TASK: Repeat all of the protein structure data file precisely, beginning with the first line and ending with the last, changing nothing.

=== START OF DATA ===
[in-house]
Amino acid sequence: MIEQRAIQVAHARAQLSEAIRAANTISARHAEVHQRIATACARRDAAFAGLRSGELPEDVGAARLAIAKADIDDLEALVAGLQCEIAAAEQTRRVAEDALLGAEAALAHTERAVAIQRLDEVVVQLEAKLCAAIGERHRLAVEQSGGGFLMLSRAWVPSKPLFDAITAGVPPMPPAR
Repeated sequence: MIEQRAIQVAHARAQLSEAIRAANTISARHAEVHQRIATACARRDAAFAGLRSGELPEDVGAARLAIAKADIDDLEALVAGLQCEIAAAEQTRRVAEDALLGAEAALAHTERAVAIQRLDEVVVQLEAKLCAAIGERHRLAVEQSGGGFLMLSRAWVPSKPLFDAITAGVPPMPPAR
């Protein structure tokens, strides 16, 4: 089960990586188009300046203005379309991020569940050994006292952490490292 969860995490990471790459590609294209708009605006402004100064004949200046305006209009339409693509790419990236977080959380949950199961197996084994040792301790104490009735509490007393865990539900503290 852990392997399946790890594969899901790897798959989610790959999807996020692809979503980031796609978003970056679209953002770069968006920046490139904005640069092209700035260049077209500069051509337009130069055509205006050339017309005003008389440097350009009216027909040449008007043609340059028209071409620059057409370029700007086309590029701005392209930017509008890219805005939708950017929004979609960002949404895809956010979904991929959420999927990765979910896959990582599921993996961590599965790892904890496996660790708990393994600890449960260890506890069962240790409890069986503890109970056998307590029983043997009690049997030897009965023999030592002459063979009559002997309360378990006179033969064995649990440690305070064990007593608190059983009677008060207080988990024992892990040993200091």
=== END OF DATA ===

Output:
[in-house]
Amino acid sequence: MIEQRAIQVAHARAQLSEAIRAANTISARHAEVHQRIATACARRDAAFAGLRSGELPEDVGAARLAIAKADIDDLEALVAGLQCEIAAAEQTRRVAEDALLGAEAALAHTERAVAIQRLDEVVVQLEAKLCAAIGERHRLAVEQSGGGFLMLSRAWVPSKPLFDAITAGVPPMPPAR
Repeated sequence: MIEQRAIQVAHARAQLSEAIRAANTISARHAEVHQRIATACARRDAAFAGLRSGELPEDVGAARLAIAKADIDDLEALVAGLQCEIAAAEQTRRVAEDALLGAEAALAHTERAVAIQRLDEVVVQLEAKLCAAIGERHRLAVEQSGGGFLMLSRAWVPSKPLFDAITAGVPPMPPAR
């Protein structure tokens, strides 16, 4: 089960990586188009300046203005379309991020569940050994006292952490490292 969860995490990471790459590609294209708009605006402004100064004949200046305006209009339409693509790419990236977080959380949950199961197996084994040792301790104490009735509490007393865990539900503290 852990392997399946790890594969899901790897798959989610790959999807996020692809979503980031796609978003970056679209953002770069968006920046490139904005640069092209700035260049077209500069051509337009130069055509205006050339017309005003008389440097350009009216027909040449008007043609340059028209071409620059057409370029700007086309590029701005392209930017509008890219805005939708950017929004979609960002949404895809956010979904991929959420999927990765979910896959990582599921993996961590599965790892904890496996660790708990393994600890449960260890506890069962240790409890069986503890109970056998307590029983043997009690049997030897009965023999030592002459063979009559002997309360378990006179033969064995649990440690305070064990007593608190059983009677008060207080988990024992892990040993200091």